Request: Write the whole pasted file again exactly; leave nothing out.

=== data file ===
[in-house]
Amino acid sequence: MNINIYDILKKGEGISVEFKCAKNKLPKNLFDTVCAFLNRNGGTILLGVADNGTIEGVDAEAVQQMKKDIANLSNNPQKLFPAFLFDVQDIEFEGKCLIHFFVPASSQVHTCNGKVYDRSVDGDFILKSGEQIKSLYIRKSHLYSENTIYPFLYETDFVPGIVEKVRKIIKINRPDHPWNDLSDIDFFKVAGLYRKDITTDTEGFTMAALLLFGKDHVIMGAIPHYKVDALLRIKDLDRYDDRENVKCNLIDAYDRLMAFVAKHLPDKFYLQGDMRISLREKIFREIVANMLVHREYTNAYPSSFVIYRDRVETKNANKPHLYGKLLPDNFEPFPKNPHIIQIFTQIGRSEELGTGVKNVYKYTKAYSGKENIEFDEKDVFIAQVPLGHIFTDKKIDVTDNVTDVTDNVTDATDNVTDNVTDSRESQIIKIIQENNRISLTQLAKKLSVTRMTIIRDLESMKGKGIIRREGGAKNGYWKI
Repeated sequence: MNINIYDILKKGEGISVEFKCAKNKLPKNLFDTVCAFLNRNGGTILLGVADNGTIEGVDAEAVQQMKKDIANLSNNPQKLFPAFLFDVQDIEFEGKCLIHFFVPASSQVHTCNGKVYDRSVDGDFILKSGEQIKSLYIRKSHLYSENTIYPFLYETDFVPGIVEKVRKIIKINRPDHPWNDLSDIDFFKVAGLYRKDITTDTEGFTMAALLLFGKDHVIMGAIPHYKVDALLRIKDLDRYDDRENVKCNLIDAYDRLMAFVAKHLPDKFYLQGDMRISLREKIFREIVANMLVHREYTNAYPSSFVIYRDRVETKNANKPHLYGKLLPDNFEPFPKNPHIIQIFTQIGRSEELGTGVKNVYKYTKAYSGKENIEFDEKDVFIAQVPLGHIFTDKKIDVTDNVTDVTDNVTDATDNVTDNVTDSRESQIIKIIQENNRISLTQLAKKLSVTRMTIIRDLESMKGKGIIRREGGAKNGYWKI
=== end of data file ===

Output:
[in-house]
Amino acid sequence: MNINIYDILKKGEGISVEFKCAKNKLPKNLFDTVCAFLNRNGGTILLGVADNGTIEGVDAEAVQQMKKDIANLSNNPQKLFPAFLFDVQDIEFEGKCLIHFFVPASSQVHTCNGKVYDRSVDGDFILKSGEQIKSLYIRKSHLYSENTIYPFLYETDFVPGIVEKVRKIIKINRPDHPWNDLSDIDFFKVAGLYRKDITTDTEGFTMAALLLFGKDHVIMGAIPHYKVDALLRIKDLDRYDDRENVKCNLIDAYDRLMAFVAKHLPDKFYLQGDMRISLREKIFREIVANMLVHREYTNAYPSSFVIYRDRVETKNANKPHLYGKLLPDNFEPFPKNPHIIQIFTQIGRSEELGTGVKNVYKYTKAYSGKENIEFDEKDVFIAQVPLGHIFTDKKIDVTDNVTDVTDNVTDATDNVTDNVTDSRESQIIKIIQENNRISLTQLAKKLSVTRMTIIRDLESMKGKGIIRREGGAKNGYWKI
Repeated sequence: MNINIYDILKKGEGISVEFKCAKNKLPKNLFDTVCAFLNRNGGTILLGVADNGTIEGVDAEAVQQMKKDIANLSNNPQKLFPAFLFDVQDIEFEGKCLIHFFVPASSQVHTCNGKVYDRSVDGDFILKSGEQIKSLYIRKSHLYSENTIYPFLYETDFVPGIVEKVRKIIKINRPDHPWNDLSDIDFFKVAGLYRKDITTDTEGFTMAALLLFGKDHVIMGAIPHYKVDALLRIKDLDRYDDRENVKCNLIDAYDRLMAFVAKHLPDKFYLQGDMRISLREKIFREIVANMLVHREYTNAYPSSFVIYRDRVETKNANKPHLYGKLLPDNFEPFPKNPHIIQIFTQIGRSEELGTGVKNVYKYTKAYSGKENIEFDEKDVFIAQVPLGHIFTDKKIDVTDNVTDVTDNVTDATDNVTDNVTDSRESQIIKIIQENNRISLTQLAKKLSVTRMTIIRDLESMKGKGIIRREGGAKNGYWKI